It’s fair to say that in the ever-growing digital world, it’s pretty tricky to know what is actually going to work best without a bit of trial and error.
Digital marketing and public relations (PR) are becoming more and more integrated, as businesses want the best of everything because the competition is only getting tougher and tougher.
I want to explore both digital marketing and PR and what contributes to each: stripping it back and leaving you to differentiate which one might be more suited to you and your business.
What is the Purpose of PR?
PR is the concept which manages the flow of information between a business or individual, and the public. The sole purpose of a public relations company is to persuade the public, investors, partners and other bodies who have a certain perspective of important decisions.
A common practice used in PR identifies the target audience and aims to tailor every message to appeal to that audience.
So, PR is about selling the brand by positively managing the communication channels between a company and its stakeholders do it and gain a positive reputation through an effective PR strategy.
What is the Purpose of Digital Marketing?
Generally speaking, marketing generally covers promotional, direct marketing and advertising which seeks to return direct sales and therefore gaining revenue by reaching out to current and potential customers.
Digital marketing combines all marketing efforts that use electronic devices on the internet. Businesses leverage digital channels like search engines, email, social media and so on in order to connect with current and prospective customers.
At the minute, digital marketing seems to be a bit of a buzzword, but I can assure you that it’s absolutely for good reason. As more and more businesses are gaining more customers and essentially more revenue from increasing their brand awareness online, it seems like the best option for right now. But, we’re going to see if that’s true…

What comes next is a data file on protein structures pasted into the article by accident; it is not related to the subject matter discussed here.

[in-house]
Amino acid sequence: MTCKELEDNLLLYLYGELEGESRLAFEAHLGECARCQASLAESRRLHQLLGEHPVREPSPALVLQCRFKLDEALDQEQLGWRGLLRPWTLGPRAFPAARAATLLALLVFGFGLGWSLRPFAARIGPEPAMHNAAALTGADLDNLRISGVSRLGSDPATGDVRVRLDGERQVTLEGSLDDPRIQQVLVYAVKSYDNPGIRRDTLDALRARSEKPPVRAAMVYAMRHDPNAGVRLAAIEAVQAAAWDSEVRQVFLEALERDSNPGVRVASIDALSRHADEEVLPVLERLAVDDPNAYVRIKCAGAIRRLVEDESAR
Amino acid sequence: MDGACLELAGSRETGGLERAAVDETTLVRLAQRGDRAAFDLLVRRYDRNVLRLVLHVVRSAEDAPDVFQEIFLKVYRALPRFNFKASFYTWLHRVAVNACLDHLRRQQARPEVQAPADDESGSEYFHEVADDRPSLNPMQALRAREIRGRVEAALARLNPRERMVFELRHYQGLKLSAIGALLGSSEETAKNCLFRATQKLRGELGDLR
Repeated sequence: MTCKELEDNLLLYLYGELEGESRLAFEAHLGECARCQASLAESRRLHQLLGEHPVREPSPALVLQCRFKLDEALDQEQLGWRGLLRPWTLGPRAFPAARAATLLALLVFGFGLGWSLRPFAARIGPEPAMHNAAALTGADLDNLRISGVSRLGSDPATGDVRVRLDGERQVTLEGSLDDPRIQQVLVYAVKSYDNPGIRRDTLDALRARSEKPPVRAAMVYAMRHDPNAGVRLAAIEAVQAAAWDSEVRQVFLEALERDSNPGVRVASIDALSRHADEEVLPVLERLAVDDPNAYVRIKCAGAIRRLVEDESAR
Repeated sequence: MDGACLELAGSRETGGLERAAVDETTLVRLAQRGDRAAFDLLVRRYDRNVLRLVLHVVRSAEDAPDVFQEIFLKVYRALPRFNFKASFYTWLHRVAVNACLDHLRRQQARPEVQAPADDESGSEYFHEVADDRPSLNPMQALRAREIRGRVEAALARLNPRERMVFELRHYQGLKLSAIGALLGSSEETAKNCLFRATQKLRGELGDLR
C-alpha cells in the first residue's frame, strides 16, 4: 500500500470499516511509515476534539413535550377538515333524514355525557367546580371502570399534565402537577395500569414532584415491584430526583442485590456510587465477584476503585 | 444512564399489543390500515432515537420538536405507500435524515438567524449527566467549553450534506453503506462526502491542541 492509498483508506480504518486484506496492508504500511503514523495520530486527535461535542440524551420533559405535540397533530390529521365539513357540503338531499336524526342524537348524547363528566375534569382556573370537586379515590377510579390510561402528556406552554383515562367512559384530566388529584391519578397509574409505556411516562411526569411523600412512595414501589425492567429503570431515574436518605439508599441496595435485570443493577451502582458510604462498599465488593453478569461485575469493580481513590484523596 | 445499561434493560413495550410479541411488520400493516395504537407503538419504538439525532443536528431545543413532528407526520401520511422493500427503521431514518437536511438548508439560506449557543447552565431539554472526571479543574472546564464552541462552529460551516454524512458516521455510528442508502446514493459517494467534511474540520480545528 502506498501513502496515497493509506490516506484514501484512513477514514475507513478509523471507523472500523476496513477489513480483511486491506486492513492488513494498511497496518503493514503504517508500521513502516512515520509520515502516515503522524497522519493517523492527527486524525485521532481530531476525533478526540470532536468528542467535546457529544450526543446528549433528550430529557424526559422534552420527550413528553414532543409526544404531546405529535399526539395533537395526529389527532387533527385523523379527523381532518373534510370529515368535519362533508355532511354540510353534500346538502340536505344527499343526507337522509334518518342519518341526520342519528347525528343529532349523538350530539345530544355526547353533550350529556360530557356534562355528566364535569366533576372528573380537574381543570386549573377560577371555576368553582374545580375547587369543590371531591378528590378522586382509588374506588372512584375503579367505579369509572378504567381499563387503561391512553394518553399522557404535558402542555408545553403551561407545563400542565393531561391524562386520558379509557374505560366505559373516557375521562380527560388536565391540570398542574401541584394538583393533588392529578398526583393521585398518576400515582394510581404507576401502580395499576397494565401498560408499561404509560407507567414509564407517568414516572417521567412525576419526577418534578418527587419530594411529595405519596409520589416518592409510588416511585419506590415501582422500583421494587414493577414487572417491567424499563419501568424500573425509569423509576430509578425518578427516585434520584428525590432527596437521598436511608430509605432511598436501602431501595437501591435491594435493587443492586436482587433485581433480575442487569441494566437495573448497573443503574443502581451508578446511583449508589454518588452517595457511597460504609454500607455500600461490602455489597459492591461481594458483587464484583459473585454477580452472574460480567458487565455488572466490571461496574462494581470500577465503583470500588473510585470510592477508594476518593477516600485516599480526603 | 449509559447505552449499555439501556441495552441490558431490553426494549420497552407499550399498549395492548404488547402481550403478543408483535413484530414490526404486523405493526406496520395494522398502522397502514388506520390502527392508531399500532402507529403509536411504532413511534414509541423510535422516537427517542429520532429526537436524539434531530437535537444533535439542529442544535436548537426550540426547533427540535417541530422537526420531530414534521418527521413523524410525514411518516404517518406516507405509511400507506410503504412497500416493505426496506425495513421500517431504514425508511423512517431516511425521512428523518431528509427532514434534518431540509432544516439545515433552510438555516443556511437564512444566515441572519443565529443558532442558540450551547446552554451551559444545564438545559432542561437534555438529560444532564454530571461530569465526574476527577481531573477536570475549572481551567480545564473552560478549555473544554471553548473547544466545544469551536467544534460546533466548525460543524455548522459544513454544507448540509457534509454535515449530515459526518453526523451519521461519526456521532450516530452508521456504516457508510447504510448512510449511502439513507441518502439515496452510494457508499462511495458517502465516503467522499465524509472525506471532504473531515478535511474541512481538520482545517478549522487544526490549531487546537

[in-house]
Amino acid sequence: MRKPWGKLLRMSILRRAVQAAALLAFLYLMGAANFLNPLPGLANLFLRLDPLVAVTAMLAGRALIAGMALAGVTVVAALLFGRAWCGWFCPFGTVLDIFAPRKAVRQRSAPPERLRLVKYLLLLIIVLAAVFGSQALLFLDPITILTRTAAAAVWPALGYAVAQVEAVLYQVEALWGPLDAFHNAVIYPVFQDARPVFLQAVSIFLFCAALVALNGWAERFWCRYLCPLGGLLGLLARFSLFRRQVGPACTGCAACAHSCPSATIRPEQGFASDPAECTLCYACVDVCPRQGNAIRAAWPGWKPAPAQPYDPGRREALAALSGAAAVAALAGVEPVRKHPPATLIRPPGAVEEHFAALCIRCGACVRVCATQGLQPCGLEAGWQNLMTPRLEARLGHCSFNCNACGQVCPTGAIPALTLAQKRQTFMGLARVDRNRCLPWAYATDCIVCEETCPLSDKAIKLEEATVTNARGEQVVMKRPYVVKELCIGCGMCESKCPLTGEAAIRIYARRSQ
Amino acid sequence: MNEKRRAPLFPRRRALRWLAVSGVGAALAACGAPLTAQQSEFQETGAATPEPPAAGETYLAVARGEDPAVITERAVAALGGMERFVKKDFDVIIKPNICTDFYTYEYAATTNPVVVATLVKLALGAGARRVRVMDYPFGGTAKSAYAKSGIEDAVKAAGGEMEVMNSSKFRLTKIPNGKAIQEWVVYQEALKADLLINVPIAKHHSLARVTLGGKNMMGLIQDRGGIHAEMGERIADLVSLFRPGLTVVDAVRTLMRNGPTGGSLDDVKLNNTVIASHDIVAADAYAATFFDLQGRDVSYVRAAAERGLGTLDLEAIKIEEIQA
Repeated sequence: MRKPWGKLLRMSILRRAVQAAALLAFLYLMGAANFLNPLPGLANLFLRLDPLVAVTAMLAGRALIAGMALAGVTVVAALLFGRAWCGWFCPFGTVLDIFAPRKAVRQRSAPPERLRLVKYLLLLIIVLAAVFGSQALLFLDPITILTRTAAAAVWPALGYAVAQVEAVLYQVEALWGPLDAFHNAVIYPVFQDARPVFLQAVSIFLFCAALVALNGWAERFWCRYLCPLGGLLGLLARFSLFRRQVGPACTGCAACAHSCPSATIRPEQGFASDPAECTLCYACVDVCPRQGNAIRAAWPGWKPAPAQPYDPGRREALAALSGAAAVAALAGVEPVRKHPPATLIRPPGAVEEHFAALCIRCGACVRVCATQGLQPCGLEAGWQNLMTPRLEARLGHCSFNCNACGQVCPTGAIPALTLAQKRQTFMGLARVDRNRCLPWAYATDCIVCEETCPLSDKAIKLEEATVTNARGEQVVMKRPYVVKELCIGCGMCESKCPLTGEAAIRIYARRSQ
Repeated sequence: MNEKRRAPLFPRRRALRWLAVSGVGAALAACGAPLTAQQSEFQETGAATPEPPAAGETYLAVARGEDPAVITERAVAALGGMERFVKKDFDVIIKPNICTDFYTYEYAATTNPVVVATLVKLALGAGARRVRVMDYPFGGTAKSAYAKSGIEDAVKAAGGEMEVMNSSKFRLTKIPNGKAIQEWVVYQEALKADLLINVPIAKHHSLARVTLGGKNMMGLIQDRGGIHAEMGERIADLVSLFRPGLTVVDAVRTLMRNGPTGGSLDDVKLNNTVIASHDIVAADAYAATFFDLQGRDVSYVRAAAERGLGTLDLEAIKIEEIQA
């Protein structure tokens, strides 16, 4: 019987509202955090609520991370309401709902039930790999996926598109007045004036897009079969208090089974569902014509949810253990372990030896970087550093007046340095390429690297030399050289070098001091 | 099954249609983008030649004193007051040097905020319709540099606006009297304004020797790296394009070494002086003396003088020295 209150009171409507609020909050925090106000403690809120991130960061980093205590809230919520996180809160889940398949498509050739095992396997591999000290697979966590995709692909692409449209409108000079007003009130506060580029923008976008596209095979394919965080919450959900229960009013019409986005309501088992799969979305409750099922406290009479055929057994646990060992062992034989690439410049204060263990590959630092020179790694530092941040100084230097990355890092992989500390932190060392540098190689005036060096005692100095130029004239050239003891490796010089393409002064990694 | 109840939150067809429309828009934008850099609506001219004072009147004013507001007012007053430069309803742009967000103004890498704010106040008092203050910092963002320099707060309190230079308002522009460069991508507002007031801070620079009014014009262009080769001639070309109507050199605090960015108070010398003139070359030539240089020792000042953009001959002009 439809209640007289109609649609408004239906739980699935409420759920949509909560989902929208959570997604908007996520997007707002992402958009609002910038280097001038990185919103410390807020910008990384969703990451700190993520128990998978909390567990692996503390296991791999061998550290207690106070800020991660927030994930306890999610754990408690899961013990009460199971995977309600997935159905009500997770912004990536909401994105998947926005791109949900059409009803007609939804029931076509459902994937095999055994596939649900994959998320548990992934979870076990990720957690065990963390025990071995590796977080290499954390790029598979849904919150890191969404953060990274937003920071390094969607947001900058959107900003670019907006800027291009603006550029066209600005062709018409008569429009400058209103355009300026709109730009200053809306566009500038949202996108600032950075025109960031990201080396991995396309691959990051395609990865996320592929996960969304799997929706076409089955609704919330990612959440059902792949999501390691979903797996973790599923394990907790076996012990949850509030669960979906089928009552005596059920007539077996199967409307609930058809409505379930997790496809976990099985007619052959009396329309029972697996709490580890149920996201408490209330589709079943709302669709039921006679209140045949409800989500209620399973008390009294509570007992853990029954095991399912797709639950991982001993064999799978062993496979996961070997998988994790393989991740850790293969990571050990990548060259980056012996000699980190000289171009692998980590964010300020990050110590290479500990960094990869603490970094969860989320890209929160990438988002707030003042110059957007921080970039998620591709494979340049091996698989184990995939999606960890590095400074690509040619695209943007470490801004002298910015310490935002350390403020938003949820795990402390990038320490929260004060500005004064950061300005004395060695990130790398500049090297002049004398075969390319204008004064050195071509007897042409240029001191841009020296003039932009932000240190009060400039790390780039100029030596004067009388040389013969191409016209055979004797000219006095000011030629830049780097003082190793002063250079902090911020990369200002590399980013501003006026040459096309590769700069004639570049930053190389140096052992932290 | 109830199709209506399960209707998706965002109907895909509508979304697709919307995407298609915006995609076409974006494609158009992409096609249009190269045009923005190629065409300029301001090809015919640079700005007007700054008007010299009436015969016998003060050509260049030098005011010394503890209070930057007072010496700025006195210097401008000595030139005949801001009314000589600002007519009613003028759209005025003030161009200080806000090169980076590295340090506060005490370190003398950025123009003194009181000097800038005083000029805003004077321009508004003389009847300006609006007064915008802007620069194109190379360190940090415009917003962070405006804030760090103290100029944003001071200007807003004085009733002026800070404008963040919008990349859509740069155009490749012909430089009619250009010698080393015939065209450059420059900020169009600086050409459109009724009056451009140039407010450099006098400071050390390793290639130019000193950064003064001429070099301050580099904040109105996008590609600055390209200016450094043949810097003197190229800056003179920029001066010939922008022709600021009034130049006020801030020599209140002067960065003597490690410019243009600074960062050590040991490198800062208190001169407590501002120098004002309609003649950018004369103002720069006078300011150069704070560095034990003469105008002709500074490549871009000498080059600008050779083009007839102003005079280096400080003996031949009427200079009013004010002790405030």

Can the Two Be Integrated?
Typically speaking, PR and marketing teams tend to be in different territories. A PR team will be focussed on media relations and getting the names, identities and personalities of your clients’ names out there.
Then, the marketing side of things, those individuals will spend their time connecting your clients’ products with customers. This approach made sense under 20th-century practices, but PR and marketing teams have different goals and techniques for how they managed their jobs, even working at cross-purposes if it wasn’t 100% clear.
To be quite frank, the internet has changed that, as customers, client and social media platforms are now able to search for products and companies which interest them without ever interacting with any of the ‘traditional’ PR and marketing efforts.
One of the main differences between digital marketing and PR are the channels used to accomplish what they set out to do. Since digital marketing is purely within the online sphere, its marketing channels do not include tradition channels.
Instead, they focus on pay-per-click (PPC), social media, paid media, content marketing, Search Engine Optimisation (SEO), creative and web development. Modern-day PR often combines a mixture of both traditional and digital channels, including online publications, print publications and social media platforms.
How is PR Beneficial for Small Businesses?